A combination of statistical approaches was employed in this study to capitalize on their complementary strengths (Mundry 2011). We used an information-theoretic (IT) approach to evaluate competing models and to select the best model (or combination of models) approximating the relative influence of tree structure and age on growth. When our objective was to develop allometric equations, we examined scatterplots of rigorously measured predictands (e.g., leaf area) against easily measured predictors (e.g., diameter), used power-function transformations to linearize bivariate relationships, applied stepwise regression to identify worthwhile combinations of predictors, and then manually checked various combinations for goodness of fit such that final equations—excluding those yielding negative predictions of physical quantities (e.g., biomass < 0) for small samples—had a limited number of statistically significant parameters. We also used a frequentist approach for multivariate and non-parametric analyses lacking an accessible IT analog as well as to evaluate significance of growth trends.
Statistical model fitting and AICc analyses proceeded in R (R Foundation for Statistical Computing, Vienna, Austria). Saturated models were screened for systematic lack of fit and leverage, and goodness of fit was examined with residual plots and generalized R². If selection of the best model was ambiguous (i.e., best model had < 90% of Akaike weight), we examined evidence for each parameter by calculating the AICc-weight-averaged model from the top models. Model averaging inflated standard errors on parameters to produce an unconditional standard error that incorporated uncertainty in both parameter estimation and model selection (Burnham and Anderson 2002).
Principal components analysis (PCA, McCune and Mefford 2011) was performed on the primary matrix for each species using a correlation cross-products matrix. Ovulate cones only occurred on trees south of 40° latitude, so no variables describing cone abundance were included in the primary matrix for SESE (Table 4). To obey the assumption of multivariate normality, variables exhibiting excessive skewness, kurtosis, or bivariate nonlinearity with other variables were power-transformed prior to analysis. Skewness averaged 0.18 and 0.30 and kurtosis averaged 0.23 and 0.01 in the final matrices for SESEand SEGI, respectively, and there was no pronounced bivariate nonlinearity. We used randomization tests to identify which principal components were statistically significant (Peres-Neto et al. 2005).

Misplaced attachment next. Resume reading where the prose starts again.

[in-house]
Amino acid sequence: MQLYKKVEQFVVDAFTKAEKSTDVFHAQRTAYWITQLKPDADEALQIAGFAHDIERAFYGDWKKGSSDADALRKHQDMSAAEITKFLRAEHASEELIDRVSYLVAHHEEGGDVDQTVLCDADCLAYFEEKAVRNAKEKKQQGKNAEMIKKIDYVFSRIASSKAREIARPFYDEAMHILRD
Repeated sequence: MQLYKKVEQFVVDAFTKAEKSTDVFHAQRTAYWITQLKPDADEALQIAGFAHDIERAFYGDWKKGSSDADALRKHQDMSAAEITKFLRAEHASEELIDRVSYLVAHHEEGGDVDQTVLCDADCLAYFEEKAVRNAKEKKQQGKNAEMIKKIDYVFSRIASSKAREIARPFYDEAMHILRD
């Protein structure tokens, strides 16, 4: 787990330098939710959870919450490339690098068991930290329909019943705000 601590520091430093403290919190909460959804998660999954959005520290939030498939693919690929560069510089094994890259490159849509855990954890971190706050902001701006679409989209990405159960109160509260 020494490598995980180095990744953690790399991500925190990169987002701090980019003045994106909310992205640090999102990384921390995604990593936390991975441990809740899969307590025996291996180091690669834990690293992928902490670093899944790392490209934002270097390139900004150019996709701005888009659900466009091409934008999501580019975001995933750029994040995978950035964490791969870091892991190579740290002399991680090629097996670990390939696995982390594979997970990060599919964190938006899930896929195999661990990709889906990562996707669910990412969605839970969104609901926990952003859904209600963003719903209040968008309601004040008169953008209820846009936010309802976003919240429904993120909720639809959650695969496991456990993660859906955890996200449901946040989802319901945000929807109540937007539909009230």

In addition to PCA, we subjected primary matrices of tree-level variables to two multivariate hypothesis tests (McCune and Mefford 2011). In RDA, a distance biplot was used for axis scaling, response variables were not standardized prior to analysis, and a randomization test (104 runs) was performed to determine statistical significance. In MRPP, which is a non-parametric test, no transformations were applied to variables prior to analysis.
All Cartesian coordinates and radii generated in Microsoft Excel from field measurements were converted to a format accepted by AutoCAD (Autodesk Inc.) using a script written in Matlab (The Math Works, Inc.). AutoCAD models were exported to Acrobat Pro XI (Adobe Systems Inc.) in a universal three-dimensional (3D) format (.iges) via the Tetra4D (Bend OR) plugin. We studied tree models in the resulting 3D PDFs to locate and correct errors such as discontinuities, reverse azimuths, and abnormal diameters.
Burnham, K. P., and D. R. Anderson. 2002. Model selection and multi- model inference: a practical information-theoretic approach, Second edition. Springer, New York, New York, USA.
McCune, B., and M. J. Mefford. 2011. PC-ORD, multivariate analysis of ecological data, version 6.08. MjM Software, Gleneden Beach, Oregon, USA.
Mundry, R. 2011. Issues in information theory-based statistical inference—a commentary from a frequentist's perspective. Behavioral Ecology and Sociobiology 65:5768.
Peres-Neto, P. R., D. A. Jackson, and K. M. Somers. 2005. How many principal components? Stopping rules for determining the number of non-trivial axes revisited. Computational Statistics and Data Analysis 49:974997.
Van Pelt, R. 2001. Forest giants of the Pacific coast. University of Washington Press, Seattle, Washington, USA.